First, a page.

As for the ones who go to America on scholarship and don’t make it, Flynn believes they were never going to make it anyway. “If you’ve survived the American collegiate system you are ready to push on to the next level,” he said. “The problem of course is making the jump from being a good college athlete to becoming a world-class runner. I still think that if you really want to give your running career your best shot, the American athletic scholarship route is still the best way to hone your talent. My view on that has never changed.”
“If you look at the way distance running has gone now, one of the reasons why the Africans are so successful is that they want to succeed, need to succeed, so badly.
“You just have to look at the stats, and the success of Irish athletes who went down the US scholarship route over the years. It’s quite simple; when you are around other good people, you get better, and in America there is a consistently high level of competition always available.”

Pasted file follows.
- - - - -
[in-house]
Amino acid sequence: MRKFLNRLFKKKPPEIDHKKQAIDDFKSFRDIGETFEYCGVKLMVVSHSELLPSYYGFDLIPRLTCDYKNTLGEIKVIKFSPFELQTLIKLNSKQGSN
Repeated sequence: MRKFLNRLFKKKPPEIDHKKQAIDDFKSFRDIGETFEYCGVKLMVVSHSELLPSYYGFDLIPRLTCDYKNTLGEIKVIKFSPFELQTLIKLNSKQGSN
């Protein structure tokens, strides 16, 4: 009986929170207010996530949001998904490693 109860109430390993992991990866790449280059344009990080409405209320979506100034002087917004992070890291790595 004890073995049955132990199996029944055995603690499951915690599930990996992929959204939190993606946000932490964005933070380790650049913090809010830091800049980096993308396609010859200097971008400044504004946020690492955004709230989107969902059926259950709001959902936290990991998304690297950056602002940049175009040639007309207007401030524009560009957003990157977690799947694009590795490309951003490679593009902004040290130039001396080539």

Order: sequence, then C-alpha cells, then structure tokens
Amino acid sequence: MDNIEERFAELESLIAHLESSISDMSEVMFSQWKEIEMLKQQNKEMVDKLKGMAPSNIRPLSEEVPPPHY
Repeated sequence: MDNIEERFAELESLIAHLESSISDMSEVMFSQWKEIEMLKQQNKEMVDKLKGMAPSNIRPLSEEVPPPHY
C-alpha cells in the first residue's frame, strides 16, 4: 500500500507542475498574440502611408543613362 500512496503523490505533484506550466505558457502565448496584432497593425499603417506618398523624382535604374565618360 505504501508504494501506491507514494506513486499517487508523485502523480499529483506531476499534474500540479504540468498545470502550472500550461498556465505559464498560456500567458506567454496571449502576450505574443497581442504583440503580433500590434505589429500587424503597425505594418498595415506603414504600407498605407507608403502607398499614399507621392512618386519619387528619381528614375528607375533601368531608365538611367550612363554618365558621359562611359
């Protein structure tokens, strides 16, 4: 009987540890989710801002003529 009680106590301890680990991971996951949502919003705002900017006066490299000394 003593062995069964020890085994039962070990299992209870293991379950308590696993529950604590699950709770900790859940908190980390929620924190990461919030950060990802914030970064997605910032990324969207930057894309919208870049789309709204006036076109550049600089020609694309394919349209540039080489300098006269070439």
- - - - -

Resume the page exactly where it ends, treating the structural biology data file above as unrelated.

In hindsight, Flynn believes that had he raced less, his major championships record might be a little more impressive. “Coach Walker let me do what I wanted, and back then we raced to survive, because that was the only financial support system we had. Coach Walker was not what you might call a scientific coach, but he prepared you well and was always there for you. His philosophy on training was ‘you don’t know until you try.’ I believe I could have had a better championship scorecard, had I not been so busy racing.” As for his 3:49.77 mile record, Flynn it seems, gets more satisfaction from it with each passing year. “It’s something I am quite proud of,” he said. “But I don’t think about how long it has lasted until someone says it to me. It also means that there still aren’t that many athletes running under 3:50.